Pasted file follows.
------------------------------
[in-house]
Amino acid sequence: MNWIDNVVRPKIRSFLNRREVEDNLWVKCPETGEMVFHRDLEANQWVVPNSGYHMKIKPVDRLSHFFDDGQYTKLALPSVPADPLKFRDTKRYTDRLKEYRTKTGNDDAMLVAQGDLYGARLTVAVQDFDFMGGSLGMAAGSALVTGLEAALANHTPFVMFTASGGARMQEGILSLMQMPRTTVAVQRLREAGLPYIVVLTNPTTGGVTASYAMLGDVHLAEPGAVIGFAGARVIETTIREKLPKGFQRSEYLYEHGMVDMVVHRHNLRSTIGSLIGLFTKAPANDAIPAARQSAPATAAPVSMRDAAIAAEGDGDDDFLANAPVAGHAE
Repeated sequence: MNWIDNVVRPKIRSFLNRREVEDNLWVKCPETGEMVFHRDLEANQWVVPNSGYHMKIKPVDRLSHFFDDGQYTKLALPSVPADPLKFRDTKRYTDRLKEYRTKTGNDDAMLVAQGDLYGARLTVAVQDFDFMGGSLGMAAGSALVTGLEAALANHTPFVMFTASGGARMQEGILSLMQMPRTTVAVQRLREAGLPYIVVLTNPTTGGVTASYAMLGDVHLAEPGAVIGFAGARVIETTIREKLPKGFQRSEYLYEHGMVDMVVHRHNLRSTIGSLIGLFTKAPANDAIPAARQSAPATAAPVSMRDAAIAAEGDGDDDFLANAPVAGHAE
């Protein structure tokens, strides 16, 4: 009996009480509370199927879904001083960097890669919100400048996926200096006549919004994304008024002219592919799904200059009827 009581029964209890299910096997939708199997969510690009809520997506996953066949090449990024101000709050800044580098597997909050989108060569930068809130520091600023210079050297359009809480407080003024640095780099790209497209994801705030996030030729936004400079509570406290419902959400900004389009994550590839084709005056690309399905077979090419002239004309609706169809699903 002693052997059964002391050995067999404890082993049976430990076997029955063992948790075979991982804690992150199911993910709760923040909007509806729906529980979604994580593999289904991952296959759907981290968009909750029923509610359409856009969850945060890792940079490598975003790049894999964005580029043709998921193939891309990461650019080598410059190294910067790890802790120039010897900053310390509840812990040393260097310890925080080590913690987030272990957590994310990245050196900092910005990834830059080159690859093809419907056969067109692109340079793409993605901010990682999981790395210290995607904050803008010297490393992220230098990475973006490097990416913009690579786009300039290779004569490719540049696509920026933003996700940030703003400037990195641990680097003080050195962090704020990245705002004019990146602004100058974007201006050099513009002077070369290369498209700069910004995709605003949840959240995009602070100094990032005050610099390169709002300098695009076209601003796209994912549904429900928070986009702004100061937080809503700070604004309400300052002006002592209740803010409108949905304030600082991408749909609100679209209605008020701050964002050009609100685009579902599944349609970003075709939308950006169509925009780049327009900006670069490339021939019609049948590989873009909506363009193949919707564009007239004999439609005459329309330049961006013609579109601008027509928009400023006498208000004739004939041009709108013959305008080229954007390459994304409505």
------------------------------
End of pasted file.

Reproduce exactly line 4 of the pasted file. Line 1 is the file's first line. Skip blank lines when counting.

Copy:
């Protein structure tokens, strides 16, 4: 009996009480509370199927879904001083960097890669919100400048996926200096006549919004994304008024002219592919799904200059009827 009581029964209890299910096997939708199997969510690009809520997506996953066949090449990024101000709050800044580098597997909050989108060569930068809130520091600023210079050297359009809480407080003024640095780099790209497209994801705030996030030729936004400079509570406290419902959400900004389009994550590839084709005056690309399905077979090419002239004309609706169809699903 002693052997059964002391050995067999404890082993049976430990076997029955063992948790075979991982804690992150199911993910709760923040909007509806729906529980979604994580593999289904991952296959759907981290968009909750029923509610359409856009969850945060890792940079490598975003790049894999964005580029043709998921193939891309990461650019080598410059190294910067790890802790120039010897900053310390509840812990040393260097310890925080080590913690987030272990957590994310990245050196900092910005990834830059080159690859093809419907056969067109692109340079793409993605901010990682999981790395210290995607904050803008010297490393992220230098990475973006490097990416913009690579786009300039290779004569490719540049696509920026933003996700940030703003400037990195641990680097003080050195962090704020990245705002004019990146602004100058974007201006050099513009002077070369290369498209700069910004995709605003949840959240995009602070100094990032005050610099390169709002300098695009076209601003796209994912549904429900928070986009702004100061937080809503700070604004309400300052002006002592209740803010409108949905304030600082991408749909609100679209209605008020701050964002050009609100685009579902599944349609970003075709939308950006169509925009780049327009900006670069490339021939019609049948590989873009909506363009193949919707564009007239004999439609005459329309330049961006013609579109601008027509928009400023006498208000004739004939041009709108013959305008080229954007390459994304409505």